# Redundant Vectors in Singular Value Decomposition

Consider a matrix $A\in\mathbb{R}^{2\times3}$. If I perform its Singular Value Decomposition, I'll get the following factorization-

$$A=U\Lambda V^T:U\in\mathbb{R}^{2\times2},~\Lambda\in\mathbb{R}^{2\times3},~V\in\mathbb{R}^{3\times3}$$

The non-zero values of the matrix $\Lambda$ would be its $(1,1)$ and $(2,2)$ elements (assuming a non-singular matrix A). Since the 3rd column of $\Lambda$ is entirely $0$, in the product $U\Lambda V^T$, the 3rd row of $V$ (also 3rd eigen-vector of $A^TA$) would contribute nothing towards the product of $A$. I could in theory replace that vector with anything, and the product $U\Lambda V^T=A$ would remain unchanged.

My question is, then how is the 3rd eigen-vector, in this case, uniquely determined if it contributes nothing to the product and changing it also doesn't change the product (I checked. It doesn't.)? Extending this argument, how are the eigen-vectors corresponding to $0$ eigen-values/singular values uniquely pinned down? Where is that degree of freedom going?

• For standard singular value decomposition, it turns out none of the singular vectors are uniquely determined - even in the scalar (1 x 1) case, with A positive, you always have the choice between U and V being +1 or -1. Making sure the singular vectors are uniquely determined requires some additional "normalization" that can be fairly tricky if you need to make sure you cover all the possible ambiguities. – John Polcari Aug 1 '18 at 12:19

In singular value decomposition, the matrices $U$ and $V$ are orthonormal. That means i.e. that the Columns of $V$ and $U$ are orthonormal bases of the source to and goal space from which the matrix $A$ maps.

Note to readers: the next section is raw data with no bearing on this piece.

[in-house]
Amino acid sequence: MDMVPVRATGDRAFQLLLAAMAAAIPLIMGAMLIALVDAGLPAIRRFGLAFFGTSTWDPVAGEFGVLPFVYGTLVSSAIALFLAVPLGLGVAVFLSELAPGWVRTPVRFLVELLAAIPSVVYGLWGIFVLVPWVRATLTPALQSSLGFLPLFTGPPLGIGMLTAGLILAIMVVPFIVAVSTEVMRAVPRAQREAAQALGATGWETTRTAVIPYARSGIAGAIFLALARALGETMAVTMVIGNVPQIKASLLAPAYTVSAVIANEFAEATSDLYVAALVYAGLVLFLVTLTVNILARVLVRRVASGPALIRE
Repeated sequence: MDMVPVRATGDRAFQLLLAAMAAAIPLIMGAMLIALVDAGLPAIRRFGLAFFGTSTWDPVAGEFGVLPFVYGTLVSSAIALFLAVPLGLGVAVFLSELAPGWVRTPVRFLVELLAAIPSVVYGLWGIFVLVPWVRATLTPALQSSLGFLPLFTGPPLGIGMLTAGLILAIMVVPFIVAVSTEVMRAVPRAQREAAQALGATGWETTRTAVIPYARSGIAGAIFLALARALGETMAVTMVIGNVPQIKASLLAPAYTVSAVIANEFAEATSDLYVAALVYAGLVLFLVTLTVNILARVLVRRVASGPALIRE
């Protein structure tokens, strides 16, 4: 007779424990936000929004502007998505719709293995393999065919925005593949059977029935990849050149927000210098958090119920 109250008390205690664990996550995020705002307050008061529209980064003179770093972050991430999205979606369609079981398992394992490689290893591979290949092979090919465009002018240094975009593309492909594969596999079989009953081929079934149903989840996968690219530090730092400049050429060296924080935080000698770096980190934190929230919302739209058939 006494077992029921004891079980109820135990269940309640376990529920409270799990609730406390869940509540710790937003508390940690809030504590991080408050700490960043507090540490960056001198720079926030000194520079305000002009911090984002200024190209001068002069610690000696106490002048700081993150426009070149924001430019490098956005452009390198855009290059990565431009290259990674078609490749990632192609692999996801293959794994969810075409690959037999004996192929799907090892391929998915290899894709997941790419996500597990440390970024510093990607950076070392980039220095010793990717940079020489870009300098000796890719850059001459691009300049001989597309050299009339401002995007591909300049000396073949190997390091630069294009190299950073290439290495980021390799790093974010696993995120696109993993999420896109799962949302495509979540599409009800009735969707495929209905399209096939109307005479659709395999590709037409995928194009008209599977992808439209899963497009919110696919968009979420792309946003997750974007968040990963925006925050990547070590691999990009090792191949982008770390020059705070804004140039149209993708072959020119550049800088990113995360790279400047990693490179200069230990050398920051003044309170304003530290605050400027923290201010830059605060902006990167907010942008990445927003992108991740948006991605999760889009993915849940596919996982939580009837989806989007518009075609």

The columns in $V$ that correspond to the eigenvectors to eigenvalue $0$ are an orthonormal basis of the $kernel(A)$. Those are the components of directions $x$ which contribute nothing to $Ax$.

The columns in $U$ that correspond to the eigenvectors to eigenvalue $0$ are an orthonormal basis of $image(A)^\perp$. They correspond to the directions $Ax$ cant reach.

My question is, then how is the 3rd eigen-vector, in this case, uniquely determined if it contributes nothing to the product and changing it also doesn't change the product (I checked. It doesn't.)? Extending this argument, how are the eigen-vectors corresponding to 0 eigen-values/singular values uniquely pinned down? Where is that degree of freedom going?

First of all it isn't an eigenvector. There are left and right singular vectors for the singular value decomposition.

Supposing $A \in \mathbb{C}^{m \times n}$ the SVD is

$$A_{m \times n} = U_{m \times m} \Sigma_{m \times n} V_{n \times n}^{*}$$

Notably, if the rank of the matrix is only $r$ then we only have $r$ singular values. We can truncate the singular value decomposition. It is as follows $$A_{m \times n} = U_{m \times r} \Sigma_{r \times r} V_{r \times n}^{*}$$

This can be visually seen as the following.

This follows from how the SVD is obtained. The singular values are the square roots of the eigenvalues of the covariance matrix $A^{T}A$ or $AA^{T}$

$$AA^{*} = (U\Sigma V^{*}) (U\Sigma V^{*})^{*}$$ $$AA^{*} = U\Sigma V^{*} V\Sigma^{*} U^{*}$$

$V^{*}V = VV^{*} = I$

$$AA^{*} = U\Sigma \Sigma^{*} U^{*}$$

$\Sigma \Sigma^{*} = \Sigma^{2} = \Lambda$

$$AA^{*} = U \Lambda U^{*}$$

The left singular vectors

other way, now

$$A^{*}A = (U\Sigma V^{*})^{*} (U\Sigma V^{*})$$ $$A^{*}A = V\Sigma^{*} U^{*} U\Sigma V^{*}$$

$$UU^{*} = U^{*}U =I$$

$$A^{*}A = V\Sigma^{*}\Sigma V^{*}$$ $$\Sigma^{*}\Sigma = \Lambda$$ $$A^{*}A = V \Lambda V^{*}$$ Giving us the right singular vectors

Now the same idea follows through for truncated eigenvalue decomp.

$$A_{m \times m} = V_{m \times m} \Lambda_{m \times m} V_{m \times m}^{*}$$

if the rank of the matrix is $r$ we have 0's there

$$A_{m \times m} = V_{m \times r} \Lambda_{r \times r} V_{r \times m}^{*}$$

In a machine, they'd be very close to machine precision if the rank if $r$. You have two choices, you can get the full decomposition and you'd have singular values that are around $1e-16$ or choose a truncated one.